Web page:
subvariety is pseudoeffective. We also show that nefness is a transitive
property. Next, we define the weakly movable cone as the cone generated by
the pushforward of cycle classes of nef subvarieties via proper surjective
maps, and show that this cone contains the movable cone and shares similar
intersectiontheoretic properties with it, using the aforementioned
properties of nef subvarieties. The main tool used in this work is the
theory of $q$ample divisors, as developed by Totaro.

September 13 
Natalie Hobson University of Georgia 
Identities between first Chern classes of vector bundles of conformal blocks
Given a simple Lie algebra $\mathfrak{g}$, a positive integer $\ell$,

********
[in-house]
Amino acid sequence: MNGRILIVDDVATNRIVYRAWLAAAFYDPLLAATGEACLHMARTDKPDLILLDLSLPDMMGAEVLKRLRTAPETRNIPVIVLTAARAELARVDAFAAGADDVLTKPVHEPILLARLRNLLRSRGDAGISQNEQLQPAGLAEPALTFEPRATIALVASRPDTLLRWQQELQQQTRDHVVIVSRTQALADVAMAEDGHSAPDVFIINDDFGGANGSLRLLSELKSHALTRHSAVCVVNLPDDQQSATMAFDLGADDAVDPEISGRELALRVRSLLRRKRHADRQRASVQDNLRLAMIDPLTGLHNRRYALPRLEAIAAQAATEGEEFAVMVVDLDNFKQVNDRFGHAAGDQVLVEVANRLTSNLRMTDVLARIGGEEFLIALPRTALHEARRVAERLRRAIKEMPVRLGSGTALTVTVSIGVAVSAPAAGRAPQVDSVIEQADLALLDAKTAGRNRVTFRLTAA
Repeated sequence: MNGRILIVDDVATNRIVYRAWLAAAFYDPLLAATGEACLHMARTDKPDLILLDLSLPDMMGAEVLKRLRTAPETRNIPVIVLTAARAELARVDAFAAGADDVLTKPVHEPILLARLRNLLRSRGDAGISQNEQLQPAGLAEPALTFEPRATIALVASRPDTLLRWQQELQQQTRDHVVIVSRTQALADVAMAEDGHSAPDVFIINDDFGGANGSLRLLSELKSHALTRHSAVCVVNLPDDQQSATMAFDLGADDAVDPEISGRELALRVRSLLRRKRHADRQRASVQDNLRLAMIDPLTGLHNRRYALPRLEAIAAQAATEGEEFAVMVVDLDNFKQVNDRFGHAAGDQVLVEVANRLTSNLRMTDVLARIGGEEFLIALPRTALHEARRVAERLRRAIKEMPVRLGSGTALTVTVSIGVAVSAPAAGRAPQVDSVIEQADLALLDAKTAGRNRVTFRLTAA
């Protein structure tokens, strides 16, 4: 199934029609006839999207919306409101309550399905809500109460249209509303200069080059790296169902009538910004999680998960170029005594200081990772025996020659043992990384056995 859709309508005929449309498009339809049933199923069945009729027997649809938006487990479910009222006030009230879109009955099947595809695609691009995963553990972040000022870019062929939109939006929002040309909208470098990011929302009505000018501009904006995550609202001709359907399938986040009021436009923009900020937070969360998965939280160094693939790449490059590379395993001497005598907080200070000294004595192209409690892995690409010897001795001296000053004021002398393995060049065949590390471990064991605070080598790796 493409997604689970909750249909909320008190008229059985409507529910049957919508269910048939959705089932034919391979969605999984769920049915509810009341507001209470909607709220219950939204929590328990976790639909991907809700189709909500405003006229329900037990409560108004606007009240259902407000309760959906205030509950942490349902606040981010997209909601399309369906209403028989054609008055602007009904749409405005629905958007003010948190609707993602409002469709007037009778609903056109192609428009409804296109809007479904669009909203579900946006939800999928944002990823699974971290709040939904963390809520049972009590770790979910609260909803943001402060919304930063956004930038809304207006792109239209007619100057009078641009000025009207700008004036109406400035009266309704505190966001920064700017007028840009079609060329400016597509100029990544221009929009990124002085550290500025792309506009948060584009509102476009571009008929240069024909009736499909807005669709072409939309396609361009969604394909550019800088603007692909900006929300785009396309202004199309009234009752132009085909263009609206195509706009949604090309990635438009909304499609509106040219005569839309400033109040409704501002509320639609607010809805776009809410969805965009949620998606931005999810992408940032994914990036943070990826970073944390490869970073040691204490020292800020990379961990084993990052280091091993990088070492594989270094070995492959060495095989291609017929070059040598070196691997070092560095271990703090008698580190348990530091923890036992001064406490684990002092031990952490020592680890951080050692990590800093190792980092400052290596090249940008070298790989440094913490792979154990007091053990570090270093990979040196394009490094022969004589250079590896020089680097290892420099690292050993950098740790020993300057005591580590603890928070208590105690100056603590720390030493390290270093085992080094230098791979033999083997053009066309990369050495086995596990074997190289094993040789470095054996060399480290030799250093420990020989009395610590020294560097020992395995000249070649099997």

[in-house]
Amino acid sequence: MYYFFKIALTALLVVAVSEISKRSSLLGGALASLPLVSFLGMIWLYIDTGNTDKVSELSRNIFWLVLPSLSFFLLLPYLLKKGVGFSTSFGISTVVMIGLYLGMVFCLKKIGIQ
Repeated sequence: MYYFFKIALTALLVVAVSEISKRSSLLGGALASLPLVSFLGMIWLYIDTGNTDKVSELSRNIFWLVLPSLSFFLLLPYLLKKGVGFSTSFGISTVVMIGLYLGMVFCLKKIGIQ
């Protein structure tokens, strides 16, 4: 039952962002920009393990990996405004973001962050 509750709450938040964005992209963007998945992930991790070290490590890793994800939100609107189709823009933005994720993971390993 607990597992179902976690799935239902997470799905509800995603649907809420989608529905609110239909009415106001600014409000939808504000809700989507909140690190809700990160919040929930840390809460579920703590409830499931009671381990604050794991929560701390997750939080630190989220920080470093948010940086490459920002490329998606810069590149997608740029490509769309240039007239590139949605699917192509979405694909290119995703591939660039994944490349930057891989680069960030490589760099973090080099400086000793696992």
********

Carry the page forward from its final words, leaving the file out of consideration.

and an $n$tuple $\vec{\lambda}$ of dominant integral weights for $\mathfrak{g}$ at level $\ell$,
one can define a vector bundle on $\overline{\operatorname{M}}_{g,n}$ known as a \textit{vector bundle of conformal blocks}.
These bundles are nef in genus $g=0$ and so this family provides potentially an infinite number of elements in the nef cone of
$\M_{0,n}$ to analyze. Result relating these divisors with different data is thus significant in understanding these objects.
In this talk, we use correspondences of these bundles with products in quantum cohomology in order to classify when a bundle with
$\sL_2$ or $\sP_{2\ell}$ is rank one.
We show this is also a necessary and sufficient condition for when these divisors are equivalent.

September 20 
Lei Song University of Kansas 
On normal generation of line bundles on a surface
Let $L$ be a line bundle on a smooth projective surface $X$. A conjecture attributed
to S. Mukai says if $L\simeq \omega_{X}\otimes A^{\otimes k}$ for some ample line